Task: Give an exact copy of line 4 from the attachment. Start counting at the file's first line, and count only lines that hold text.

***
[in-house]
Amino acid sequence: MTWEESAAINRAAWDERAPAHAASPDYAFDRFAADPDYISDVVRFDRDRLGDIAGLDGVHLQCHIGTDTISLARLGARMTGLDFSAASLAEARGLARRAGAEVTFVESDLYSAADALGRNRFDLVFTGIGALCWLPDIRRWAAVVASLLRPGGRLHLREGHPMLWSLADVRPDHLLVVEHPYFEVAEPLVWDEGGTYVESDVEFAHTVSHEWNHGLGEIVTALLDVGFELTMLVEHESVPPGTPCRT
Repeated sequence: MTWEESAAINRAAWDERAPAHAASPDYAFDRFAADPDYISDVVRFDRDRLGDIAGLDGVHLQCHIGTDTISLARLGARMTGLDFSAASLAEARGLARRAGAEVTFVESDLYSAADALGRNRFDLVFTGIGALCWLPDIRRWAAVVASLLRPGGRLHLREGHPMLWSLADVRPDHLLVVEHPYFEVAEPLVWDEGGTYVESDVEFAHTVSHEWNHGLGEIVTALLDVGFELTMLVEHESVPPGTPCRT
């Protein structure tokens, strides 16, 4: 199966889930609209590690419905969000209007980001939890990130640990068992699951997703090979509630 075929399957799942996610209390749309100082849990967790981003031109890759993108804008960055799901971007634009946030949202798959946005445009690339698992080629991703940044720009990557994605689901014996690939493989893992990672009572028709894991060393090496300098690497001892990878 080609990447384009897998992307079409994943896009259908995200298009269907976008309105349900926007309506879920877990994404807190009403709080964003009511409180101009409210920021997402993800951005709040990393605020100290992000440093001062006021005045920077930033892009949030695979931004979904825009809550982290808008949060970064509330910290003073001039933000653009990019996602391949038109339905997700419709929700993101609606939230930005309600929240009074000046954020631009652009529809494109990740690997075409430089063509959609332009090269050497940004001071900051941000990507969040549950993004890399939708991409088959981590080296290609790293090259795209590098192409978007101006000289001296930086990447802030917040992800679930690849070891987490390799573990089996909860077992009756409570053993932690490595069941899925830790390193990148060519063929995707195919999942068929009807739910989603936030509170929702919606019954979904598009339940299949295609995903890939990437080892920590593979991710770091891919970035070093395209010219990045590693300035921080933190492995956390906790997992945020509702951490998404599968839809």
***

């Protein structure tokens, strides 16, 4: 199966889930609209590690419905969000209007980001939890990130640990068992699951997703090979509630 075929399957799942996610209390749309100082849990967790981003031109890759993108804008960055799901971007634009946030949202798959946005445009690339698992080629991703940044720009990557994605689901014996690939493989893992990672009572028709894991060393090496300098690497001892990878 080609990447384009897998992307079409994943896009259908995200298009269907976008309105349900926007309506879920877990994404807190009403709080964003009511409180101009409210920021997402993800951005709040990393605020100290992000440093001062006021005045920077930033892009949030695979931004979904825009809550982290808008949060970064509330910290003073001039933000653009990019996602391949038109339905997700419709929700993101609606939230930005309600929240009074000046954020631009652009529809494109990740690997075409430089063509959609332009090269050497940004001071900051941000990507969040549950993004890399939708991409088959981590080296290609790293090259795209590098192409978007101006000289001296930086990447802030917040992800679930690849070891987490390799573990089996909860077992009756409570053993932690490595069941899925830790390193990148060519063929995707195919999942068929009807739910989603936030509170929702919606019954979904598009339940299949295609995903890939990437080892920590593979991710770091891919970035070093395209010219990045590693300035921080933190492995956390906790997992945020509702951490998404599968839809």